This isn't an exaggeration. Backers of the bill, including father and son state Sen. Don Gaetz, R-Destin, and state Rep. Matt Gaetz, R-Shalimar, wrote: "Consider an elderly woman in a dimly lit parking lot or a college girl walking to her dorm at night. If either was attacked, her duty was to turn her back and try to flee, probably be overcome and raped or killed."

Except that is entirely untrue. The old
 law said:

"The defendant cannot justify the use of force likely to cause death or great bodily harm unless he used every reasonable means within his power and consistent with his own safety to avoid the danger before resorting to that force. The fact that the defendant was wrongfully attacked cannot justify his use of force likely to cause death or great bodily harm if by retreating he could have avoided the need to use that force."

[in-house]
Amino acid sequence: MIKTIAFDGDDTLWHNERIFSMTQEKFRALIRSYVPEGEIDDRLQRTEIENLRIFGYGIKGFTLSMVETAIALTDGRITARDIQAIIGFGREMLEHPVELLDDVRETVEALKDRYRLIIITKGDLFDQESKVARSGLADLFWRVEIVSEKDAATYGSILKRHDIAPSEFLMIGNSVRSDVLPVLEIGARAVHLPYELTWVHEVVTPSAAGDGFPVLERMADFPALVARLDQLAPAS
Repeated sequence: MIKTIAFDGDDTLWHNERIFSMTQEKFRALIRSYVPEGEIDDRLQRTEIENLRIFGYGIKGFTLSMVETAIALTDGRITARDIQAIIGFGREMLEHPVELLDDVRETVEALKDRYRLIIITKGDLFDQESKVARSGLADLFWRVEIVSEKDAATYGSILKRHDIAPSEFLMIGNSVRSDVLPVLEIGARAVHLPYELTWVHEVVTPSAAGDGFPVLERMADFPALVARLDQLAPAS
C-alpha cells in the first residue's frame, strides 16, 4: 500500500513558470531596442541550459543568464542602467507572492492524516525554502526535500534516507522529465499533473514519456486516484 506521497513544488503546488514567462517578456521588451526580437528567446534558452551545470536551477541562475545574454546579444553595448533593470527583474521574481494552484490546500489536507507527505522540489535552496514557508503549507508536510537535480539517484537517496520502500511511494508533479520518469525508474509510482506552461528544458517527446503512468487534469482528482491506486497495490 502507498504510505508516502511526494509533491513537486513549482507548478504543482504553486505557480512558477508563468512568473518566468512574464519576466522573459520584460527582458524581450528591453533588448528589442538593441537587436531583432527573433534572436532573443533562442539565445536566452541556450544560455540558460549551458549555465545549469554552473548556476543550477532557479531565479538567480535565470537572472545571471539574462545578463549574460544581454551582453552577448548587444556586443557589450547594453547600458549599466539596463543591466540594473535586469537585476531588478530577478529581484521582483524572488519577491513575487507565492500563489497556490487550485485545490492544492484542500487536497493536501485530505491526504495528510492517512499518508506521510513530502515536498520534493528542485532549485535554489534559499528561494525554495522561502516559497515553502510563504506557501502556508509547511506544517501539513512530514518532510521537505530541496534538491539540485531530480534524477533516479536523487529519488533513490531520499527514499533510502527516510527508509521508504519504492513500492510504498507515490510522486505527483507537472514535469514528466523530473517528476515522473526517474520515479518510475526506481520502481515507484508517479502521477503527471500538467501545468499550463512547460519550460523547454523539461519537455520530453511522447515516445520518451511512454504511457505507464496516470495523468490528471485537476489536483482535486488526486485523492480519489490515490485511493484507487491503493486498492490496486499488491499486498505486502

If there was no means to avoid confrontation consistent with your own safety, you could freely stand and "shoot, stab, bludgeon, punch, kick or bite." The elderly woman has never been required in this country to turn her back and run — ever. We did not have an epidemic of rape that this law resolved. And yet writers like Denham are allowed to insinuate that America was a nation riddled with women and children being hunted down and killed by their attackers because there was no right to "stand your ground." It's shameful. Worse yet, laws like Stand Your Ground empower prejudice.